For tight hips: You might want to sit cross-legged more often, or practice Pigeon Pose (one legged or double Pigeon) or Butterfly Pose. Use a block to create balance if you need assistance maintaining hip alignment in Pigeon Pose. Another relaxing pose that is excellent for releasing tension and opening the hips is called Child’s Pose.
For stiff shoulders: Try Eagle Pose, Cat- Cow and Cow Face Pose. Many people with tight shoulders also suffer from neck pain: we go over a few gentle yoga poses for tight neck and shoulders in this article.
These are merely a few illustrations. To increase flexibility and relieve tension in particular body parts, you can practice a variety of poses and exercises. To learn more about which basic poses to practice, read our 20 Beginner Yoga Poses to Improve Flexibility.
Make It Your Practice
Make it your practice is a phrase you might occasionally hear the teacher use. I wasn’t initially sure what that was meant to mean. I didn’t begin to understand it until I became more familiar with my body. Due to my sensitive knees, I am unable to strike crazy poses like the King Pigeon with my leg.
“Making it my practice” for me means putting a towel under my knees and using a strap in intense backbends. Pay attention to your body, whatever that means for you.
“But the Yogis I see on Instagram always look like they have no spine!” Many people believe those who exhibit impressive flexibility were born that way (which, in some instances, is true: some might suffer from Joint Hypermobility Syndrome, but most of them got flexible with consistent practice and dedication.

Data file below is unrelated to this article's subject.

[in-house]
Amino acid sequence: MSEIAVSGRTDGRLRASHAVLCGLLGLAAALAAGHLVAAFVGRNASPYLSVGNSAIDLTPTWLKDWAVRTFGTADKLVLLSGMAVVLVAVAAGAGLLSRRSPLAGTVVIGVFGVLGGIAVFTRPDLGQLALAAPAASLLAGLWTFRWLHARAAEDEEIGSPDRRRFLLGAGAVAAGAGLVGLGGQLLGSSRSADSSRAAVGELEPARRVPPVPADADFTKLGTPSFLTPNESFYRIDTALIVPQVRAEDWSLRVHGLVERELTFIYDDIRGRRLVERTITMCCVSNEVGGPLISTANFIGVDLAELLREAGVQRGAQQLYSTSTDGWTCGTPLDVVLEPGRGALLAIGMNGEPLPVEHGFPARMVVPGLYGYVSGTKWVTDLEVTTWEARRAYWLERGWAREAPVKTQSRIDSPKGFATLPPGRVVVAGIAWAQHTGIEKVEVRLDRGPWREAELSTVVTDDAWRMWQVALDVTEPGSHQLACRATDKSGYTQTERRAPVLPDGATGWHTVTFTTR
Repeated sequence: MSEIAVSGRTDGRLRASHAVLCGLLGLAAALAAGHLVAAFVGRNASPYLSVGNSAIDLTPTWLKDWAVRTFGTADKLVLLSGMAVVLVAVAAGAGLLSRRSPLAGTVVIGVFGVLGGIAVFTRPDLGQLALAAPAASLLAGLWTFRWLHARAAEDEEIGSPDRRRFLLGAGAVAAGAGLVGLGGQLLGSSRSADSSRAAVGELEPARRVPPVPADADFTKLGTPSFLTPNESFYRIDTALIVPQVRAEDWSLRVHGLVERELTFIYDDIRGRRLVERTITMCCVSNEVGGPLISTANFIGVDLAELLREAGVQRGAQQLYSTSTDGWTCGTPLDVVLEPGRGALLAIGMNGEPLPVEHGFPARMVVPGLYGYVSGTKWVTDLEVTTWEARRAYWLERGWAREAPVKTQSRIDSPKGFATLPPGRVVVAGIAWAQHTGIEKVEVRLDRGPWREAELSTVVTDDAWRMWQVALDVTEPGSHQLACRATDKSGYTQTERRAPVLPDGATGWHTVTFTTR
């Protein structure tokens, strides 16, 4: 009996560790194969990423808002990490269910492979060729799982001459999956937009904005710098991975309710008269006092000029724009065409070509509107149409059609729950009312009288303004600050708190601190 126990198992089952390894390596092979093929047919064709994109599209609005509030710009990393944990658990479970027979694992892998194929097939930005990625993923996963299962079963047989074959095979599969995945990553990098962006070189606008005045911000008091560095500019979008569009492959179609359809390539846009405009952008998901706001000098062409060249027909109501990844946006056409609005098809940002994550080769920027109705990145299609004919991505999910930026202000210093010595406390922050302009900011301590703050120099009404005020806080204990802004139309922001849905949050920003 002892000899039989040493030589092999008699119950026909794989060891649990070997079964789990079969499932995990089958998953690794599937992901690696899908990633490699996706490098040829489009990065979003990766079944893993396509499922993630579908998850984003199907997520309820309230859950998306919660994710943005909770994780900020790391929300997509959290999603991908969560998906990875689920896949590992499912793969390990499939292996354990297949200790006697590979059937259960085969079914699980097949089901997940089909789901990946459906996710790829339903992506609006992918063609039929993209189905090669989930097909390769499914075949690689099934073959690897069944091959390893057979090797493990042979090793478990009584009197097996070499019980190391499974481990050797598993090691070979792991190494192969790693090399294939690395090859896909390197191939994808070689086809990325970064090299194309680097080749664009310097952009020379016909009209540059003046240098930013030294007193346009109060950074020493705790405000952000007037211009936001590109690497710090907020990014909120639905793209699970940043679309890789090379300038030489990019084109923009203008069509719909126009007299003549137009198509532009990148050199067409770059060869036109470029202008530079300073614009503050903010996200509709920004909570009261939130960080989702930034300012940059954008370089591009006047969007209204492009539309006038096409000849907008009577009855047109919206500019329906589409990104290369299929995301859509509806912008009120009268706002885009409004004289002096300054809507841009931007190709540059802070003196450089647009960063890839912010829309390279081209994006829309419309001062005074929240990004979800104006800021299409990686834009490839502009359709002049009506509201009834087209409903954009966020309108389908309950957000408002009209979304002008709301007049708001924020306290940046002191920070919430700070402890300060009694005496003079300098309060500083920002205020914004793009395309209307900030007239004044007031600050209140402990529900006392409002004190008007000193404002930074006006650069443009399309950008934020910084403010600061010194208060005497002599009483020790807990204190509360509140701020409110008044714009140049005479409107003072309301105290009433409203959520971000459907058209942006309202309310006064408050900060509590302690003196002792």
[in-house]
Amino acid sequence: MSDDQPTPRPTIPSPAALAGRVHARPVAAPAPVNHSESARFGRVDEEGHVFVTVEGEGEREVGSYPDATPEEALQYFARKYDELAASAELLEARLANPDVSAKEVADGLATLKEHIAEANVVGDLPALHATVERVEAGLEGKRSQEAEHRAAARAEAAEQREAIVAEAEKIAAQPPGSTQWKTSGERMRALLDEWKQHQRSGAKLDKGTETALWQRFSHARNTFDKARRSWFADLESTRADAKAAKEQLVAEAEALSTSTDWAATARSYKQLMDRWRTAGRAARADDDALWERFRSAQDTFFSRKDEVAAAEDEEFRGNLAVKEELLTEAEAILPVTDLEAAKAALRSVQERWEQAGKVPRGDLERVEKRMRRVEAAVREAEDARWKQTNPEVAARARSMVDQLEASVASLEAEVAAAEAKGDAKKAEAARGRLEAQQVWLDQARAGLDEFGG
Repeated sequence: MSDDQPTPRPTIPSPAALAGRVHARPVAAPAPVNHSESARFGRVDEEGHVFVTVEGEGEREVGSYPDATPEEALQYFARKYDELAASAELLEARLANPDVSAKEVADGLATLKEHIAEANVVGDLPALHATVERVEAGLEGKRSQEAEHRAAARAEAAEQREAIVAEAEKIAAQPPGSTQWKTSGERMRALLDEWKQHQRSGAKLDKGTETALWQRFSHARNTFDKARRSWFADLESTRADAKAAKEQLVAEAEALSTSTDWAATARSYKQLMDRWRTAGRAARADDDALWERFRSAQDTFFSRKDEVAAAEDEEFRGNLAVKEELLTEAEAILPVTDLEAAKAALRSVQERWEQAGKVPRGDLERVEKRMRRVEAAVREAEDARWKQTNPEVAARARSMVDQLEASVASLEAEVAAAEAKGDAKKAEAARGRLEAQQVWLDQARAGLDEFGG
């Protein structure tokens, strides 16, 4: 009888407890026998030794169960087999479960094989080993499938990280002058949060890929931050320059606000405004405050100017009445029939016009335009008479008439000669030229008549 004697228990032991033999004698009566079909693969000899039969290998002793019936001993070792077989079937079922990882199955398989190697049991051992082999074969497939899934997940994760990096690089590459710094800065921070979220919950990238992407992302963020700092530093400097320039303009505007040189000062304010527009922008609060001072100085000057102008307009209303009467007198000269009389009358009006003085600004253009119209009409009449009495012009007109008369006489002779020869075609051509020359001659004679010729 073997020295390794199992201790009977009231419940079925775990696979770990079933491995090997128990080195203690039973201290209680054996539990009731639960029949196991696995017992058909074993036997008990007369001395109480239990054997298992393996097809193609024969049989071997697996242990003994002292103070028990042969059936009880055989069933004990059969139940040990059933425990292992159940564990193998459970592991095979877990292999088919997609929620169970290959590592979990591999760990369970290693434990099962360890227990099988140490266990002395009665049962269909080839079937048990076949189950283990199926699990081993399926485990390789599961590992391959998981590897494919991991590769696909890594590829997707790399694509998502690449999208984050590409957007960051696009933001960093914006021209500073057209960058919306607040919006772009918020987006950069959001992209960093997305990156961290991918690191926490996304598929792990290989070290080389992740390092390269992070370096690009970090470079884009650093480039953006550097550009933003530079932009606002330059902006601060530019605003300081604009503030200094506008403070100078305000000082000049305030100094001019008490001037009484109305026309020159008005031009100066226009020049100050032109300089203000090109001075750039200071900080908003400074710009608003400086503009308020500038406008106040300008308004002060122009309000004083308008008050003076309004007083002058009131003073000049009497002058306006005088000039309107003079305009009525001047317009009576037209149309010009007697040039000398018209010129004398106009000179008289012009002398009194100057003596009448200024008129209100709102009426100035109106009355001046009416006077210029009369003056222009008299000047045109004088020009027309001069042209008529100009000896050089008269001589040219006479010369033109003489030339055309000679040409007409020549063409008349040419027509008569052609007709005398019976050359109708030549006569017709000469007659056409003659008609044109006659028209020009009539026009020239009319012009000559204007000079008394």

I couldn’t touch my toes when I first started practicing yoga. I was able to touch them after a few weeks of daily practice. I was able to lean my chest against my legs a few months later. I can now do the splits. I discovered that gaining flexibility is an ongoing process. I’ve learned a few lessons from my days as a beginner that helped me stay patient and practice safely.
Don’t be shy to use blocks and straps! They are typically available at all yoga studios, and they’re a great way to improve your practice and make it safer. When you practice at home, the same applies. You should still use a strap or block even though the exercise you are practicing may not specifically call for doing so.